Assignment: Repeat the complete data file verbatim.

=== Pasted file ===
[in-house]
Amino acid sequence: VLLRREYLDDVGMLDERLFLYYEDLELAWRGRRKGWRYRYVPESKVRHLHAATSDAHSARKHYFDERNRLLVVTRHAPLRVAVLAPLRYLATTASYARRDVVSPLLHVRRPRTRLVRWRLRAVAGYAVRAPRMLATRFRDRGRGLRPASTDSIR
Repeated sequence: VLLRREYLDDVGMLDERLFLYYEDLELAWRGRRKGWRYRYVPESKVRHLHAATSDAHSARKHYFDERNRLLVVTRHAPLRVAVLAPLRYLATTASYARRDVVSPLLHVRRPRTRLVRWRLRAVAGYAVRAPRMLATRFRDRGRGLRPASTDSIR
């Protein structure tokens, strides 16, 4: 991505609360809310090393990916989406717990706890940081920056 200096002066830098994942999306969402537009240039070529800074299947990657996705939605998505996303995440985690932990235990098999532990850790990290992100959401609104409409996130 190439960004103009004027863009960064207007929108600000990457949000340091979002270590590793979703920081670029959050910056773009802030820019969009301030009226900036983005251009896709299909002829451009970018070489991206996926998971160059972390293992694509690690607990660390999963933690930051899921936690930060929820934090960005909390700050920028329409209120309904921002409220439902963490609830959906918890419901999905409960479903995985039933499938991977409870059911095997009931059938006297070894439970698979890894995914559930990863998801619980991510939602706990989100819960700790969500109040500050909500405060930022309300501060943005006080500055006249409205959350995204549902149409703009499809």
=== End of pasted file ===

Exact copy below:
[in-house]
Amino acid sequence: VLLRREYLDDVGMLDERLFLYYEDLELAWRGRRKGWRYRYVPESKVRHLHAATSDAHSARKHYFDERNRLLVVTRHAPLRVAVLAPLRYLATTASYARRDVVSPLLHVRRPRTRLVRWRLRAVAGYAVRAPRMLATRFRDRGRGLRPASTDSIR
Repeated sequence: VLLRREYLDDVGMLDERLFLYYEDLELAWRGRRKGWRYRYVPESKVRHLHAATSDAHSARKHYFDERNRLLVVTRHAPLRVAVLAPLRYLATTASYARRDVVSPLLHVRRPRTRLVRWRLRAVAGYAVRAPRMLATRFRDRGRGLRPASTDSIR
């Protein structure tokens, strides 16, 4: 991505609360809310090393990916989406717990706890940081920056 200096002066830098994942999306969402537009240039070529800074299947990657996705939605998505996303995440985690932990235990098999532990850790990290992100959401609104409409996130 190439960004103009004027863009960064207007929108600000990457949000340091979002270590590793979703920081670029959050910056773009802030820019969009301030009226900036983005251009896709299909002829451009970018070489991206996926998971160059972390293992694509690690607990660390999963933690930051899921936690930060929820934090960005909390700050920028329409209120309904921002409220439902963490609830959906918890419901999905409960479903995985039933499938991977409870059911095997009931059938006297070894439970698979890894995914559930990863998801619980991510939602706990989100819960700790969500109040500050909500405060930022309300501060943005006080500055006249409205959350995204549902149409703009499809």